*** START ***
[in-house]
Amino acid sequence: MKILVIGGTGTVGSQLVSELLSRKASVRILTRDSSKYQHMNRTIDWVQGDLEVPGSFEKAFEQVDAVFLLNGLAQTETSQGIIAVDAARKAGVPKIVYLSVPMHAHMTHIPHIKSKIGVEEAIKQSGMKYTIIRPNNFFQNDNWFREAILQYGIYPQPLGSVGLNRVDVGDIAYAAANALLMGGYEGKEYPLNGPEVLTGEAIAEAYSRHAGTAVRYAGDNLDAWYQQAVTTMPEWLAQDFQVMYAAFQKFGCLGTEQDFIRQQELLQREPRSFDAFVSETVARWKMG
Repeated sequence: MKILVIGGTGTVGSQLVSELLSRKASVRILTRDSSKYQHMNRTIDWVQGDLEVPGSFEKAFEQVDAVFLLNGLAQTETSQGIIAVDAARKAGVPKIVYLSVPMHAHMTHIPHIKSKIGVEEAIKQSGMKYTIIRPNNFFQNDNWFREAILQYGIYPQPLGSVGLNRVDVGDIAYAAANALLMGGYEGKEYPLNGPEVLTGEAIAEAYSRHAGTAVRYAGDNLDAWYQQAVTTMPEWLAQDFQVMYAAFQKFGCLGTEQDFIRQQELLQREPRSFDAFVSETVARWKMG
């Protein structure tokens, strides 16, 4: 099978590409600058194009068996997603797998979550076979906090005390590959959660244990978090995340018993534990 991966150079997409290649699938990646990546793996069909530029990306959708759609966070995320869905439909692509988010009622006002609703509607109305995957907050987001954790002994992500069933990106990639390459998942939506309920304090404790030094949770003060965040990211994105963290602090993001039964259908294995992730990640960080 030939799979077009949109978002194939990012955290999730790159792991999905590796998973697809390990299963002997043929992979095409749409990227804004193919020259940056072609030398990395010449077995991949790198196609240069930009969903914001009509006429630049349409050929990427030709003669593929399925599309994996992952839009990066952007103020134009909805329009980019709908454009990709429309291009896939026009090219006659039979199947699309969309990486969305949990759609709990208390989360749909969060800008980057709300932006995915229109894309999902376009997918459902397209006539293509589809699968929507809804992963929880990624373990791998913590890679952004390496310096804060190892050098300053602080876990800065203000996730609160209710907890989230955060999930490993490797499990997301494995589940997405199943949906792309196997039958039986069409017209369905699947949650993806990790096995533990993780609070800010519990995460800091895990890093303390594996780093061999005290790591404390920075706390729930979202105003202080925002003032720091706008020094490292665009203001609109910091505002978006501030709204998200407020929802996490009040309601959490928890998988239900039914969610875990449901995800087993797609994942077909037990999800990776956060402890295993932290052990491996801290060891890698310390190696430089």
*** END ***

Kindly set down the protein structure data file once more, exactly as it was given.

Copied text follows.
[in-house]
Amino acid sequence: MKILVIGGTGTVGSQLVSELLSRKASVRILTRDSSKYQHMNRTIDWVQGDLEVPGSFEKAFEQVDAVFLLNGLAQTETSQGIIAVDAARKAGVPKIVYLSVPMHAHMTHIPHIKSKIGVEEAIKQSGMKYTIIRPNNFFQNDNWFREAILQYGIYPQPLGSVGLNRVDVGDIAYAAANALLMGGYEGKEYPLNGPEVLTGEAIAEAYSRHAGTAVRYAGDNLDAWYQQAVTTMPEWLAQDFQVMYAAFQKFGCLGTEQDFIRQQELLQREPRSFDAFVSETVARWKMG
Repeated sequence: MKILVIGGTGTVGSQLVSELLSRKASVRILTRDSSKYQHMNRTIDWVQGDLEVPGSFEKAFEQVDAVFLLNGLAQTETSQGIIAVDAARKAGVPKIVYLSVPMHAHMTHIPHIKSKIGVEEAIKQSGMKYTIIRPNNFFQNDNWFREAILQYGIYPQPLGSVGLNRVDVGDIAYAAANALLMGGYEGKEYPLNGPEVLTGEAIAEAYSRHAGTAVRYAGDNLDAWYQQAVTTMPEWLAQDFQVMYAAFQKFGCLGTEQDFIRQQELLQREPRSFDAFVSETVARWKMG
């Protein structure tokens, strides 16, 4: 099978590409600058194009068996997603797998979550076979906090005390590959959660244990978090995340018993534990 991966150079997409290649699938990646990546793996069909530029990306959708759609966070995320869905439909692509988010009622006002609703509607109305995957907050987001954790002994992500069933990106990639390459998942939506309920304090404790030094949770003060965040990211994105963290602090993001039964259908294995992730990640960080 030939799979077009949109978002194939990012955290999730790159792991999905590796998973697809390990299963002997043929992979095409749409990227804004193919020259940056072609030398990395010449077995991949790198196609240069930009969903914001009509006429630049349409050929990427030709003669593929399925599309994996992952839009990066952007103020134009909805329009980019709908454009990709429309291009896939026009090219006659039979199947699309969309990486969305949990759609709990208390989360749909969060800008980057709300932006995915229109894309999902376009997918459902397209006539293509589809699968929507809804992963929880990624373990791998913590890679952004390496310096804060190892050098300053602080876990800065203000996730609160209710907890989230955060999930490993490797499990997301494995589940997405199943949906792309196997039958039986069409017209369905699947949650993806990790096995533990993780609070800010519990995460800091895990890093303390594996780093061999005290790591404390920075706390729930979202105003202080925002003032720091706008020094490292665009203001609109910091505002978006501030709204998200407020929802996490009040309601959490928890998988239900039914969610875990449901995800087993797609994942077909037990999800990776956060402890295993932290052990491996801290060891890698310390190696430089």